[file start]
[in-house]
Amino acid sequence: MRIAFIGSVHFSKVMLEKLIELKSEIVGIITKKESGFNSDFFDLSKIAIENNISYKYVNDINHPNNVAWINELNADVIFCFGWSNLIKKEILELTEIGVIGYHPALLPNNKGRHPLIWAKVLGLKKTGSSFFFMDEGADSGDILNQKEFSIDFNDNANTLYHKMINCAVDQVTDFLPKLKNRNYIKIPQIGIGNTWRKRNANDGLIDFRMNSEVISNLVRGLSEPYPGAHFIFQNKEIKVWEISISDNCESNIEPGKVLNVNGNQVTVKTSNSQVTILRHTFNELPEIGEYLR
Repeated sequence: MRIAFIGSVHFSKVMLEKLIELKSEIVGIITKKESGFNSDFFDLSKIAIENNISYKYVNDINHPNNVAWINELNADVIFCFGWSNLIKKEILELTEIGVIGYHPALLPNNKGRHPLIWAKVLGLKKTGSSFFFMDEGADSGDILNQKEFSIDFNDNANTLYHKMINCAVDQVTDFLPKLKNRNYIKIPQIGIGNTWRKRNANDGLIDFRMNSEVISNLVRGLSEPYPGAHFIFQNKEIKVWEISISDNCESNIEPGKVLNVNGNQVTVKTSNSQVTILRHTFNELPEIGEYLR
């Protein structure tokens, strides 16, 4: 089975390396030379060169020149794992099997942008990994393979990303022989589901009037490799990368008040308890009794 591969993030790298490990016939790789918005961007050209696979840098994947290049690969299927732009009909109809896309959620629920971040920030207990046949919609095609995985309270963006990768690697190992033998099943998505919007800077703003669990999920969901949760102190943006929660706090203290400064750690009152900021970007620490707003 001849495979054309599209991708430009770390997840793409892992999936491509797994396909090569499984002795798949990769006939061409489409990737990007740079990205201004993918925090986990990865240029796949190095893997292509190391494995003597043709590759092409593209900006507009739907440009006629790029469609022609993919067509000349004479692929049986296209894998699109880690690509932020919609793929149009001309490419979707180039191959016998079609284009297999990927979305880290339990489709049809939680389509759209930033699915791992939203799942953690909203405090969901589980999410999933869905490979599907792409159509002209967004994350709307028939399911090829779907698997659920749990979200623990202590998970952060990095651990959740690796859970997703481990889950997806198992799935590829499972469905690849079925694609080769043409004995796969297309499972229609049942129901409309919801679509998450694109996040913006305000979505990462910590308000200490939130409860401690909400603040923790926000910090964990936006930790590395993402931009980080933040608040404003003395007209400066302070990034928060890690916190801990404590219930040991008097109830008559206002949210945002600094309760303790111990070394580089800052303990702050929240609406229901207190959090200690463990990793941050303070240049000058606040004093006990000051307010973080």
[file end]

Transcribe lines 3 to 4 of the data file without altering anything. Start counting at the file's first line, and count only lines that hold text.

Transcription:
Repeated sequence: MRIAFIGSVHFSKVMLEKLIELKSEIVGIITKKESGFNSDFFDLSKIAIENNISYKYVNDINHPNNVAWINELNADVIFCFGWSNLIKKEILELTEIGVIGYHPALLPNNKGRHPLIWAKVLGLKKTGSSFFFMDEGADSGDILNQKEFSIDFNDNANTLYHKMINCAVDQVTDFLPKLKNRNYIKIPQIGIGNTWRKRNANDGLIDFRMNSEVISNLVRGLSEPYPGAHFIFQNKEIKVWEISISDNCESNIEPGKVLNVNGNQVTVKTSNSQVTILRHTFNELPEIGEYLR
């Protein structure tokens, strides 16, 4: 089975390396030379060169020149794992099997942008990994393979990303022989589901009037490799990368008040308890009794 591969993030790298490990016939790789918005961007050209696979840098994947290049690969299927732009009909109809896309959620629920971040920030207990046949919609095609995985309270963006990768690697190992033998099943998505919007800077703003669990999920969901949760102190943006929660706090203290400064750690009152900021970007620490707003 001849495979054309599209991708430009770390997840793409892992999936491509797994396909090569499984002795798949990769006939061409489409990737990007740079990205201004993918925090986990990865240029796949190095893997292509190391494995003597043709590759092409593209900006507009739907440009006629790029469609022609993919067509000349004479692929049986296209894998699109880690690509932020919609793929149009001309490419979707180039191959016998079609284009297999990927979305880290339990489709049809939680389509759209930033699915791992939203799942953690909203405090969901589980999410999933869905490979599907792409159509002209967004994350709307028939399911090829779907698997659920749990979200623990202590998970952060990095651990959740690796859970997703481990889950997806198992799935590829499972469905690849079925694609080769043409004995796969297309499972229609049942129901409309919801679509998450694109996040913006305000979505990462910590308000200490939130409860401690909400603040923790926000910090964990936006930790590395993402931009980080933040608040404003003395007209400066302070990034928060890690916190801990404590219930040991008097109830008559206002949210945002600094309760303790111990070394580089800052303990702050929240609406229901207190959090200690463990990793941050303070240049000058606040004093006990000051307010973080």